LOS ANGELES — With Election Day next week, perhaps it’s timely to report that Shohei Otani has procured a significant endorsement.
“Of course,” the Dodgers’ Yu Darvish said Tuesday through his interpreter, when asked if he knew the next great Japanese player. “He’s from Japan. He’s played in Japan for the same team [the Nippon Ham Fighters]. So I’ve seen him so many times and worked out with him.
“It’s really hard to tell. You never know what’s going to happen here. I know he’s a great player, and I just don’t think he’s going to have bad numbers here. That’s all I can say.”
That’s plenty, isn’t it? Otani, the 23-year-old who excels in both pitching and hitting — and has made clear his desire to do both in Major League Baseball — is expected to be posted by the Fighters to MLB this coming winter. Should that happen, the competition for his services will be unlike anything we’ve ever seen, because the rules of the collective bargaining agreement — in conjunction with the money teams already have spent on international free agents under 25 — severely limit Otani’s compensation to a signing bonus of roughly $4 million.
Therefore, Otani will make a decision that truly won’t be based on finances; any attempts by teams to guarantee huge extensions down the line will be monitored by the Commissioner’s Office.
Count on the Yankees, whose general manager Brian Cashman traveled to Japan to personally witness an Otani start, to be at the forefront of the scrum to land him. Every indication is that the Yankees agree with Darvish: They just don’t think that Otani is going to have bad numbers here.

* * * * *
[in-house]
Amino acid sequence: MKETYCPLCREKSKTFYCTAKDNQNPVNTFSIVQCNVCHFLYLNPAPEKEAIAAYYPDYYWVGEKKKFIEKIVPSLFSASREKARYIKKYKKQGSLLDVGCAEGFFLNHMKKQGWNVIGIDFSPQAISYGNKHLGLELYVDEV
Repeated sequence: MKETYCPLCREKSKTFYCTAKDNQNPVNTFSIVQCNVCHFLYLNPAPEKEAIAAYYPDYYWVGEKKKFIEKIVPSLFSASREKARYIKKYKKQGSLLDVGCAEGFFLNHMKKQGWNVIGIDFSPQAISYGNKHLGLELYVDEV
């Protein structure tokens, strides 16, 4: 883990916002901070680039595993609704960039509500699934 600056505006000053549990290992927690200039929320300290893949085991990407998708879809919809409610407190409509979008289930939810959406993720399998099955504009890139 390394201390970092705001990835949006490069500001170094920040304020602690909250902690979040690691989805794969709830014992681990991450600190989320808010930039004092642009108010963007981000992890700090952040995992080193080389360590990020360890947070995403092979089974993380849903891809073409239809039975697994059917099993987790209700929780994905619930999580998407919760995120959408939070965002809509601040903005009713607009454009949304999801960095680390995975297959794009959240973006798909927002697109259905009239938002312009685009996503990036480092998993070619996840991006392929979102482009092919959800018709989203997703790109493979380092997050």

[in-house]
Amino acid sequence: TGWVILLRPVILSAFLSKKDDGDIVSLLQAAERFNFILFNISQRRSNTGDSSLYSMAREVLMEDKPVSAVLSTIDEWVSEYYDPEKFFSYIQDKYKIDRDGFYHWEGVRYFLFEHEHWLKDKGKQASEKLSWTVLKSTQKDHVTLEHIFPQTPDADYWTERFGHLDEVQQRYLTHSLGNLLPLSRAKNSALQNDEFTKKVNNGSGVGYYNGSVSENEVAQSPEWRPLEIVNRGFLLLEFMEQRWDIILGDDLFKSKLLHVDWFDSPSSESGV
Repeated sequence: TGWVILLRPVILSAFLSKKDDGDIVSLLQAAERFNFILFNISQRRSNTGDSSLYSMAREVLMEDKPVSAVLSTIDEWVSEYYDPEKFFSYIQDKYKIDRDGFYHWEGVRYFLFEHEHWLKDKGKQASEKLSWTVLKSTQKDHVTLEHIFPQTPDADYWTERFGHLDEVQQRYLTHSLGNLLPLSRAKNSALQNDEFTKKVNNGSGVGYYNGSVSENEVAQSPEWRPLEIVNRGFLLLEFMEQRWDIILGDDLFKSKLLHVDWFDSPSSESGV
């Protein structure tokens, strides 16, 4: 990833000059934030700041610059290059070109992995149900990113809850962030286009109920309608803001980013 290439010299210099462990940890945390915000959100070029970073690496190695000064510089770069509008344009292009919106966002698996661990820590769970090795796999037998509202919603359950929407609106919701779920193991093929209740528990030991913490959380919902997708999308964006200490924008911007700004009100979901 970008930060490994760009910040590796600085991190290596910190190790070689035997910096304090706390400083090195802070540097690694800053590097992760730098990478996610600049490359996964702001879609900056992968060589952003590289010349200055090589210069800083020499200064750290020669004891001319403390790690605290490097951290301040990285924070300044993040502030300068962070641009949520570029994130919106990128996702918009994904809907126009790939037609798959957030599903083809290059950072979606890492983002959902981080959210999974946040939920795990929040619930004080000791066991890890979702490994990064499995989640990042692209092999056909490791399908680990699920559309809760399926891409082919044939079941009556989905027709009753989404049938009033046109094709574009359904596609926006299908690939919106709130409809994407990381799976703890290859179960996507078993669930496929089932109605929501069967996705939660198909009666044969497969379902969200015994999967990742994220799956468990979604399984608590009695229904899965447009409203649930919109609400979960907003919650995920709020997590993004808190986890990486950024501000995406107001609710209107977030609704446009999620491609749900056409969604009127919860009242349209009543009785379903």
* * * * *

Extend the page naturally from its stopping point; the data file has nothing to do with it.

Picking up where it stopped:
Darvish appeared in the Dodger Stadium interview room before Game 6 as the Dodgers’ Game 7 starter, in case that was necessary, which served as a break of protocol. Customarily, the Game 7 starter doesn’t address the media unless or until the series actually gets to a Game 7. He did us a favor, though. The 31-year-old free agent-to-be has found himself in the middle of seemingly every storyline in this Fall Clbadic.
So here he is on a few other issues of the Series:
“After the game I came back in the dugout, and one of the Dodgers employees came to me and said, ‘Hey, this is what happened, they caught it on camera,’ ” Darvish said. “I didn’t think it was going to be this big of a deal. I was telling my interpreter that, ‘Hey, maybe this is going to be a big deal after the game.’ And it did [become one].
“But to me I wasn’t that frustrated at that point when I saw it the first time. And then after the game, he contacted us and said, ‘Hey, I’d like to meet you in person and apologize,’ but I told him, ‘Hey, you don’t have to do that, because you made a comment, and, like, I’m not that mad.’ So … I really didn’t care much about that.”
Logically from that, Darvish offered no opinion on whether he thought Gurriel’s penalty was appropriate.
“[In Game 3], I threw a bullpen session with a regular-season ball,” Darvish said. “… And after the game I came back and I realized that … I couldn’t finish my pitches. I couldn’t get that final touch. And then it just didn’t make sense.
“And then I read about the ball being slick. And I really didn’t know if it was my physical thing and mechanical adjustment that I had to make or the ball. I can’t really say it.”
That Darvish appeared most opinionated on Otani should encourage clubs even more to take a shot at the pitcher-hitter.